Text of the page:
“Have yer ever seen the like of it?" The old man stood beside me.
“Never !” said I. And it was the truth.
My friend was satisfied. As he turned towards me his voice rose in a rich crescendo.
“Now," said he in honest self-appreciation; "now yer kin form some idea of the man as stands afore yer!”
He drew himself up in silent hauteur, and it seemed to me at that moment as if the converging lines of all the Irish kings had met in one point-all focussed into the person of Mr. McDermott, of Mark's Place.
“I suppose,” I said hesitatingly, “that you are the greatest art connoisseur in the alley ?"
“Shure, that's the very word,” answered the essence of the Irish kings—without knowing in the least what the words meant. “An' well may ye say it,” he added as he gazed at the two precious prints. He walked first to one and then to the other, musing as he went.
Under one of the pictures there was a ricketty old chest of drawers, on top of which stood a candle-stick; it was broken, but in its socket there was a half-burnt candle. Nor was that all; for the tallow had guttered, and down one side clung "a wraith.”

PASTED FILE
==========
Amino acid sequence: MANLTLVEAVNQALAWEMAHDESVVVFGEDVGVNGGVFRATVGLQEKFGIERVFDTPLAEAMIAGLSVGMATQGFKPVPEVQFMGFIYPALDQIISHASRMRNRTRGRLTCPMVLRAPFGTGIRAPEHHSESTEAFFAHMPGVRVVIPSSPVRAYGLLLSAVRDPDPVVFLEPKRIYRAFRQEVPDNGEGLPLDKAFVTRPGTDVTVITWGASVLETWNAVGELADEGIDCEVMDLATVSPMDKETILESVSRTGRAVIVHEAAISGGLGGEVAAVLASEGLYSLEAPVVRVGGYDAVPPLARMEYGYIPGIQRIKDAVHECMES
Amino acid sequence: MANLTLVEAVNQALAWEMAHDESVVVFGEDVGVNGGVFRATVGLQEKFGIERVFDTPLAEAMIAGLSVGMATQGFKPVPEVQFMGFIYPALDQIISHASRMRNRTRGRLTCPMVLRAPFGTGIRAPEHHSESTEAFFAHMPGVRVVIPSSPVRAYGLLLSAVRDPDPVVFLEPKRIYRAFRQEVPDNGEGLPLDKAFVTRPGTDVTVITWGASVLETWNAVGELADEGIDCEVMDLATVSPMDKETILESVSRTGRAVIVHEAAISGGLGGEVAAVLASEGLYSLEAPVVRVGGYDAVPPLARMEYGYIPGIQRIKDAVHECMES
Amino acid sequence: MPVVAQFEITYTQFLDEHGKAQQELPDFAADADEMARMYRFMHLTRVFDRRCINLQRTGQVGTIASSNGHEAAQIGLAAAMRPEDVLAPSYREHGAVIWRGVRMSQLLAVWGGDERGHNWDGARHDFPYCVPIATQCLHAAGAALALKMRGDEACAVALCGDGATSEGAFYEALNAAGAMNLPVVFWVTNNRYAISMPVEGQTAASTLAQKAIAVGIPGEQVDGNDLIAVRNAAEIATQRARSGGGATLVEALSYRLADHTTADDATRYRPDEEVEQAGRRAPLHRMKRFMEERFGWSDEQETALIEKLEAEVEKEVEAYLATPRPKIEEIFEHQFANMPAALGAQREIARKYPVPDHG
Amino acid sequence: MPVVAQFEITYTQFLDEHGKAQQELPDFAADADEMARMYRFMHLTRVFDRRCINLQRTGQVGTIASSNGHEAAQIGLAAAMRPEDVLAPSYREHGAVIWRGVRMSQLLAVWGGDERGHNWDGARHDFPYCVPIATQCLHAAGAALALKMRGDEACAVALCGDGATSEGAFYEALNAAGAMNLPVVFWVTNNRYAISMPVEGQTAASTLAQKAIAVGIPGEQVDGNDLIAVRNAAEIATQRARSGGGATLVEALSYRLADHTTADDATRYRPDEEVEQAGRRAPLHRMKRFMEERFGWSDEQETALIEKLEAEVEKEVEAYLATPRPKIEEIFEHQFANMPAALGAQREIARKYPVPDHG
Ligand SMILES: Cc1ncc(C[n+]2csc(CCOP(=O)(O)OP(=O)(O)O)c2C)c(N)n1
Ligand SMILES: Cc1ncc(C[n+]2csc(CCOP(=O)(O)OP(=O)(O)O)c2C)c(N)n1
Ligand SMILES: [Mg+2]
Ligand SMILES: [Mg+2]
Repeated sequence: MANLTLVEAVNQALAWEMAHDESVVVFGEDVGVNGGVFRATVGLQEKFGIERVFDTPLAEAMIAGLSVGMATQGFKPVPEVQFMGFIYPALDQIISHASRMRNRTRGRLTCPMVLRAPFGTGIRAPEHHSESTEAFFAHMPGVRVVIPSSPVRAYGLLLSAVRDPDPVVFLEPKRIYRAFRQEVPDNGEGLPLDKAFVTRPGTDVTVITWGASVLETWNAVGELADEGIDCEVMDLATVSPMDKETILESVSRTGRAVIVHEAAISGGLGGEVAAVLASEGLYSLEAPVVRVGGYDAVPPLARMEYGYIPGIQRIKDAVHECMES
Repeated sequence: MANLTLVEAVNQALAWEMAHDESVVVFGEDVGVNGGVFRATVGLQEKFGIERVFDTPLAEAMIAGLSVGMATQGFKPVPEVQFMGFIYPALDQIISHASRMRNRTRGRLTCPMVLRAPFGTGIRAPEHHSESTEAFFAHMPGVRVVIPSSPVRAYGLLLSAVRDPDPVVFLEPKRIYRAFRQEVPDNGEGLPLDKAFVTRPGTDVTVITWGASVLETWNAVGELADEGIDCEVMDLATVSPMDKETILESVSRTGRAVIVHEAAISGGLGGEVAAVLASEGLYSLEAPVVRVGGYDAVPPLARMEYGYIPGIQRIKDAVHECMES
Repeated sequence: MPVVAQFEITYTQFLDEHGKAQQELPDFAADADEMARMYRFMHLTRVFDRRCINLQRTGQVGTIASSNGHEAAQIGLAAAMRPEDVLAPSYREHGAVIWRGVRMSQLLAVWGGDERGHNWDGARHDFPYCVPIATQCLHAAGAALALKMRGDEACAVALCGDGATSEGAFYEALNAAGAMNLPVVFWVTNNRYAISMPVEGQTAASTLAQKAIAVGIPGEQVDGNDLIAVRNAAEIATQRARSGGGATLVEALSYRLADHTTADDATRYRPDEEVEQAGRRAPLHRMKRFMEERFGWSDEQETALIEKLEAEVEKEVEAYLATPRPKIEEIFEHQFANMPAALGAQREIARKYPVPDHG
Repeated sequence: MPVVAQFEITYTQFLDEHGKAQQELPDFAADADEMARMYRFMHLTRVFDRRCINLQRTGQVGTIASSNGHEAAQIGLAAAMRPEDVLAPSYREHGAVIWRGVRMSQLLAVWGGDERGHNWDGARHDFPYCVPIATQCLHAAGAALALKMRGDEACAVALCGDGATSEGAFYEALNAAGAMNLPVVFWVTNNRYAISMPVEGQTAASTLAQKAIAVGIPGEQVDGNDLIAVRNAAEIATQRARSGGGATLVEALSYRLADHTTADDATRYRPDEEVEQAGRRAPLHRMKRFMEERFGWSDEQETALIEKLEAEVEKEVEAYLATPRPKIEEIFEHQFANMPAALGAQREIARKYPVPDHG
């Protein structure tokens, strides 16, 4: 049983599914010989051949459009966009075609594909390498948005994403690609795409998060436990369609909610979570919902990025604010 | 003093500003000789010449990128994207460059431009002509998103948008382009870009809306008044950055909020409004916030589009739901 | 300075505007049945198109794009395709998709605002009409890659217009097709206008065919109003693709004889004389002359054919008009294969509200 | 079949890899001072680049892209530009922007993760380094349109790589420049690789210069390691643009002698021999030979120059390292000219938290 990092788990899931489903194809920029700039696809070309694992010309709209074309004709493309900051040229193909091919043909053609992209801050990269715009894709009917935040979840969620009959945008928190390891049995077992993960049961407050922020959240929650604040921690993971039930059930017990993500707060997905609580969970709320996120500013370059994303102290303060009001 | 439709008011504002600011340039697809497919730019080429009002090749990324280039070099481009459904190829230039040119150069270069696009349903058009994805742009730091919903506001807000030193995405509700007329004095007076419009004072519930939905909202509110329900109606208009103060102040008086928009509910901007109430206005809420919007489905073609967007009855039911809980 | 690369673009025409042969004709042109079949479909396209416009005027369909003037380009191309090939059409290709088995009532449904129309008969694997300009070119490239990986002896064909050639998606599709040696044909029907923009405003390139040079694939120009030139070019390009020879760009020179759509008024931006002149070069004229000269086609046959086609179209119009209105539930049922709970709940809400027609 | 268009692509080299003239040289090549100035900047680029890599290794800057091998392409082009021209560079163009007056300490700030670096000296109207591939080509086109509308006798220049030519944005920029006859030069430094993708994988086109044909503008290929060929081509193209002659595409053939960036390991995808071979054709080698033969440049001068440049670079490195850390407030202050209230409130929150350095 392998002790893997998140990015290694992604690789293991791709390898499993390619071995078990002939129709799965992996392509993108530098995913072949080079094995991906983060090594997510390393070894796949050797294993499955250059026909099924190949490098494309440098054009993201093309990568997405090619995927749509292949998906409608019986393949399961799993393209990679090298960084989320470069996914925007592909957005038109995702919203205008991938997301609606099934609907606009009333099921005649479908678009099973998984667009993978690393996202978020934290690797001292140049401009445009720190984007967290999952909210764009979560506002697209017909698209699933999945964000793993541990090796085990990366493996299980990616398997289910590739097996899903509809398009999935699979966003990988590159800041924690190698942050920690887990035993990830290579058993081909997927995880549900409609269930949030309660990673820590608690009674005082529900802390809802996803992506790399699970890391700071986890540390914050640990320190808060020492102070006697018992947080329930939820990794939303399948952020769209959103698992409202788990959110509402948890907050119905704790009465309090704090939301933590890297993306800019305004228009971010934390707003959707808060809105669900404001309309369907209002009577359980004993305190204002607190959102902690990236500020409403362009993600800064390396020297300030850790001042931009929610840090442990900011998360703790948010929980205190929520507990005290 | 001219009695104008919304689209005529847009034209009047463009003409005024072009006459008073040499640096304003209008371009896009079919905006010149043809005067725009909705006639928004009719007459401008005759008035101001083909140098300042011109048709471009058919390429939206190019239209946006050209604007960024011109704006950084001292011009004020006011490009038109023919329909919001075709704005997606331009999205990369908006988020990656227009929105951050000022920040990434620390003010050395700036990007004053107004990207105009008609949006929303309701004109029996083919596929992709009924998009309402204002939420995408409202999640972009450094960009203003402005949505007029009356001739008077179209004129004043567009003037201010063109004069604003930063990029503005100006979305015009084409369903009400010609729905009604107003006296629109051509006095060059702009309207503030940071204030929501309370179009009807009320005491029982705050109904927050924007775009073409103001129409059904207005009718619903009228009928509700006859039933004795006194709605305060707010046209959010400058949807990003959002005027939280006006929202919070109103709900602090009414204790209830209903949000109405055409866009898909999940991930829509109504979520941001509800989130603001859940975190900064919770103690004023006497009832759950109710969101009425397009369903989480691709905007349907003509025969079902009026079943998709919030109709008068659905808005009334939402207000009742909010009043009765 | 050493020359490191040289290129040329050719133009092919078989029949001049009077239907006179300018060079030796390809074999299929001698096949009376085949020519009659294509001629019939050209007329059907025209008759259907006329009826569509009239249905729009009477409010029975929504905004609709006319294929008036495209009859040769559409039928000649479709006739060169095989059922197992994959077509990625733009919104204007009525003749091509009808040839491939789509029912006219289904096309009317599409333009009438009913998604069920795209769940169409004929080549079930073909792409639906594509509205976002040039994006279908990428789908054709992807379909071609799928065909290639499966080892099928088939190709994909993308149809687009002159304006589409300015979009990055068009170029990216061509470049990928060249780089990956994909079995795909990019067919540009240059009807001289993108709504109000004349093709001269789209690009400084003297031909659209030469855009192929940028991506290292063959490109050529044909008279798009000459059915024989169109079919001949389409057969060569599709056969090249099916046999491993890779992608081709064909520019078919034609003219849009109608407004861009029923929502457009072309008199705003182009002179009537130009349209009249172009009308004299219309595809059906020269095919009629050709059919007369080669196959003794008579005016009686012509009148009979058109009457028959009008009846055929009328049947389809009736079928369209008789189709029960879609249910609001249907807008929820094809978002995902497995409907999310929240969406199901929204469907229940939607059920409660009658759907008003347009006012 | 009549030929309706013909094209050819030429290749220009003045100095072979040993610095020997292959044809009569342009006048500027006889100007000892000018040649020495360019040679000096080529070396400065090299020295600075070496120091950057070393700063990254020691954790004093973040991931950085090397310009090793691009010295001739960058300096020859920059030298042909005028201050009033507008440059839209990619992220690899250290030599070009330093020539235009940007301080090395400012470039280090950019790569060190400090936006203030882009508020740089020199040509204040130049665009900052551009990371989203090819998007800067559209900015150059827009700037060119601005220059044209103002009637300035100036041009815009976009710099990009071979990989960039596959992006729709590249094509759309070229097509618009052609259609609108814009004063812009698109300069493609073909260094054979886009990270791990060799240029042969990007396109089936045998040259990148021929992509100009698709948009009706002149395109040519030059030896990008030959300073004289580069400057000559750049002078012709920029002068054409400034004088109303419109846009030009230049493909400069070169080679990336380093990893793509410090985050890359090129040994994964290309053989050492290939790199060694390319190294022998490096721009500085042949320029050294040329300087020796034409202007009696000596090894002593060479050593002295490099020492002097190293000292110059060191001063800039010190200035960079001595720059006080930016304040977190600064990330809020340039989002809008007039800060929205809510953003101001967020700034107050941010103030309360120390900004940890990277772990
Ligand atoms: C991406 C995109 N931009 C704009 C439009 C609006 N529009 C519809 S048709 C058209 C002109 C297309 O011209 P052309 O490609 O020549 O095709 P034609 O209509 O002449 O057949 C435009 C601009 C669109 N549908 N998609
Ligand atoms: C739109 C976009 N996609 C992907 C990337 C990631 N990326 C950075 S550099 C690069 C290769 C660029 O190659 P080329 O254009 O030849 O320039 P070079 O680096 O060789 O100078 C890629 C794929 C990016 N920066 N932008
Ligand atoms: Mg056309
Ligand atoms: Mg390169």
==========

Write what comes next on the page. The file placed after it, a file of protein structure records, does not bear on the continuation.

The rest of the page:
Knowing something of the old superstition I noticed it and smiled. Not so the old man. No sooner did he see it than his mood changed. His eyes glistened feverishly, and his fingers trembled as they detached the tallow appendage; this piece of curled up wax was blown by no mortal gust. For the wind may blow down the chimney, and the candle may gutter every night of the year, but it cannot make a wraith. This is a sign from the spirit world. To the material mind there are no pixies; neither do faries dwell in Irish dells; but the Celt is a visionary, he sees what is hidden from the cynic. And on a stormy night, when the peat fire burns bright in the mountain cabin, he can hear the pixies Aitting across the bog, and his flesh creeps when they blow through the chinks of the